In a post on “Church and Culture Blog”  ( titled, “20 Reasons Your Church May not be Growing,” James Emory White makes a point about church growth and health: growth is often about “removing barriers.”  He says, “…you don’t have to ask yourself how to grow your church. You have to ask yourself what is keeping your church from growing.” (emphasis his)


WELL, YES and NO. 

YES. Dealing with things that keep your church from growing matters.  For example, Dr. White says, “Your shoe is telling your foot how big it gets; meaning land, parking and seats.”  Limitations here do keep a church from growing and these limitations need to be removed.

NO.  So much of this is semantics.  It is simply a matter of how you state the issue.  For example,  White’s reason #1: “You aren’t praying for growth.”  This can be stated in the affirmative, ie, “Pray for growth.”  White begins his blog by asserting, “You don’t have to ask how to grow your church, but what is keeping it from growing.”  But as we see in reason #1, if a lack of prayer keeps you from growing, praying for growth will help you grow.  In other words, James Emory White’s blog could have been titled, “20 Ways to Grow Your Church.”

But not so fast.  I think he is on to something.  In fact, I know he is.

Churches and pastors feel a great deal of pressure to grow.  Often, they don’t know where to start.  Giving them a list of 20 things to do is overwhelming, and often feels condemning. Thinking about what is keeping their church from growing is a great way to start.  For instance, here are three items on  White’s list that I think most churches need to consider: 

  1. “Your mentality is oriented toward the already convinced and those “in-house,” not turned outward toward the skeptic and the unchurched.
  2.  You do not pay attention to, sufficiently fund or appropriately staff your children’s ministry.
  3. Your “front-door” services and events are designed in such a way that people intuitively do not invite their unchurched friends to attend.”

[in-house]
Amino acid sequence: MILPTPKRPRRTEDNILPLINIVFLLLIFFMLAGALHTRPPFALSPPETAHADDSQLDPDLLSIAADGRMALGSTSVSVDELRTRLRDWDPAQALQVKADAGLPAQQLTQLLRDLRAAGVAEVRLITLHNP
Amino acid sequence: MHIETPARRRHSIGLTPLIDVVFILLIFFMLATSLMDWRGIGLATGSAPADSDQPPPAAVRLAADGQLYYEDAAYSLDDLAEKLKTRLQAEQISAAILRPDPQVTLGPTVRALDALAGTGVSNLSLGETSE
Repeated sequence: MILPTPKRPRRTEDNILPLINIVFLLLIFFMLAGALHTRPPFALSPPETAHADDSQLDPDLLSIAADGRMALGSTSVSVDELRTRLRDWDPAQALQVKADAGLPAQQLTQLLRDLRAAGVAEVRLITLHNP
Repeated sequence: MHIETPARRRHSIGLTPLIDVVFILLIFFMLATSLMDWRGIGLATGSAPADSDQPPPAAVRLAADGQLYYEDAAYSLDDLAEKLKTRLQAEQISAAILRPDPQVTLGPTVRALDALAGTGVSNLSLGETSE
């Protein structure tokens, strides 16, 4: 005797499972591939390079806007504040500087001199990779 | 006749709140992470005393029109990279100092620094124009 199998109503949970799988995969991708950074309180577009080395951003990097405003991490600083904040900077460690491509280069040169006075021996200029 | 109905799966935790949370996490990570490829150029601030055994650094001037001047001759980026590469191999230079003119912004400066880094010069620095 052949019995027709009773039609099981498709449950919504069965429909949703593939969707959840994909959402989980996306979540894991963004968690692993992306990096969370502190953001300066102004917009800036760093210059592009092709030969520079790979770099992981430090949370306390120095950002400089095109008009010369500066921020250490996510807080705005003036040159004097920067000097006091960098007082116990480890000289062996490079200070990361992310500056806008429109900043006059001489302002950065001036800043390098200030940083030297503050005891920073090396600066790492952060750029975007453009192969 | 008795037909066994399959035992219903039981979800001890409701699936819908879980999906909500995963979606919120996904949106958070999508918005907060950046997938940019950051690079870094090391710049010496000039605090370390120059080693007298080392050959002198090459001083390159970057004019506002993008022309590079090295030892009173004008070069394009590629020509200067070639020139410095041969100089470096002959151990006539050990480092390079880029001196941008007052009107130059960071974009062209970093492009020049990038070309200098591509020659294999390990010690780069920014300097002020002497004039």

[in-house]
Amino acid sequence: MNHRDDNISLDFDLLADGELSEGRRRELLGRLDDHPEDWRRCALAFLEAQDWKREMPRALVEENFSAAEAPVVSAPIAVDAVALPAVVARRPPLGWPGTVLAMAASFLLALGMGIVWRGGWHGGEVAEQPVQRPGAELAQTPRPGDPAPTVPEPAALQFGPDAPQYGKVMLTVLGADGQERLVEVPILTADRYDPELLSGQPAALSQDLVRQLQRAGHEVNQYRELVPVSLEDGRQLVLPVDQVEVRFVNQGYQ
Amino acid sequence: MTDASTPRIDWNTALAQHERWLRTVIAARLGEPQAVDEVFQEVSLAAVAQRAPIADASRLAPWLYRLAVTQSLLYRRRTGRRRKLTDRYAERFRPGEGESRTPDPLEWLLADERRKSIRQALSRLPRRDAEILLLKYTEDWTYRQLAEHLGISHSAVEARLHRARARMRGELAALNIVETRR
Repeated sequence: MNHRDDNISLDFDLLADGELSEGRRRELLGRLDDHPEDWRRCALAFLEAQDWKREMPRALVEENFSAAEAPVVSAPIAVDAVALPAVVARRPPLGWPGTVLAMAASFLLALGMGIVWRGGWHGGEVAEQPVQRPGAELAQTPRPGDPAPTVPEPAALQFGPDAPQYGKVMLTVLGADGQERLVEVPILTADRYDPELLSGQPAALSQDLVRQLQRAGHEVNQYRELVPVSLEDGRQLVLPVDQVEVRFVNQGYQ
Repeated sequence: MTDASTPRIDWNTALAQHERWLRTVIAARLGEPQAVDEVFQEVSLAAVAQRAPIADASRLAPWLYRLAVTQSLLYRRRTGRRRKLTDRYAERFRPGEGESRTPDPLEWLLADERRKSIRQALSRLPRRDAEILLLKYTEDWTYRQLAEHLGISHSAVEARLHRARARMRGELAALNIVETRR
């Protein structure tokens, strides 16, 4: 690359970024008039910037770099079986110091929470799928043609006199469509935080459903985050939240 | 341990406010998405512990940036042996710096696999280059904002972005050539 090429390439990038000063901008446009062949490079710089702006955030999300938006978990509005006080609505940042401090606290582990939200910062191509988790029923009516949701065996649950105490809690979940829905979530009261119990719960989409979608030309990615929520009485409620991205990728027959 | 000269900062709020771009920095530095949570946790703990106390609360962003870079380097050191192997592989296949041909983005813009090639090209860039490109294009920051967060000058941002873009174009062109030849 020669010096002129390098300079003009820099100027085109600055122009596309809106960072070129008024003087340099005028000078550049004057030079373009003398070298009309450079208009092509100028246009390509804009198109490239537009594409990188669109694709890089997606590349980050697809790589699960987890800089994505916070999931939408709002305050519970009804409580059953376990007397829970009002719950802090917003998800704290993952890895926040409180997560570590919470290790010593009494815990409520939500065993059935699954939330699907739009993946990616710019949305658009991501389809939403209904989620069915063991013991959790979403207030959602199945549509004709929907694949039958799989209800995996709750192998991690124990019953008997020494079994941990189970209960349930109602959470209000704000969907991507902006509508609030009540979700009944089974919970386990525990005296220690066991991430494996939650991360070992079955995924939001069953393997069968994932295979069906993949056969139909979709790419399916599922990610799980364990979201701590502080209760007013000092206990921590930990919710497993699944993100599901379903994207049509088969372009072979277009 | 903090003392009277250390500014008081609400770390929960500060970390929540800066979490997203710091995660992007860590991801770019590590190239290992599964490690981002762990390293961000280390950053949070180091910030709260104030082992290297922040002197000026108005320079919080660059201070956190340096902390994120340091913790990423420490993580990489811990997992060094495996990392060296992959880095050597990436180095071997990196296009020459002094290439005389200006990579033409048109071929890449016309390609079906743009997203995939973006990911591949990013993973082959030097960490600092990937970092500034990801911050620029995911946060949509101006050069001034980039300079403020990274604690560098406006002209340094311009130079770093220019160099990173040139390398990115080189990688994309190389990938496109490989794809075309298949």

Addressing these issues that keep a church from growing is a great place to start.  

Most churches can ask, “What is keeping our church from growing?” and come up with a very good list.  Asking what they should do is harder, and often more controversial.  They feel inadequate, and almost inevitably get into the “comparison game.”  ‘If only we were like…”  …you fill in the blank.  From answering “Andy Stanley and North Pointe,” to the church down the street, the comparison game is often a very unhealthy exercise.

You have to start where you are and discern God’s movement in your church and community, not what someone else is doing.

I believe God wants his church to grow.  As you begin asking, “What is keeping us from growing,” know that God wants you to discover why and he will help you in the remedy.  James Emory White’s list of 20 reasons is a good place to start.  Check them out.

Here are three reasons I would add to the list.

  1. You are not building relationships with people outside the church.
  2. You are not starting new groups that include new people.
  3.  You do not have a membership class that creates high expectations and a healthy church culture.

What reasons would you add to the list?  Working on a list of what is keeping your church from growing is a good palce to start.  Start now.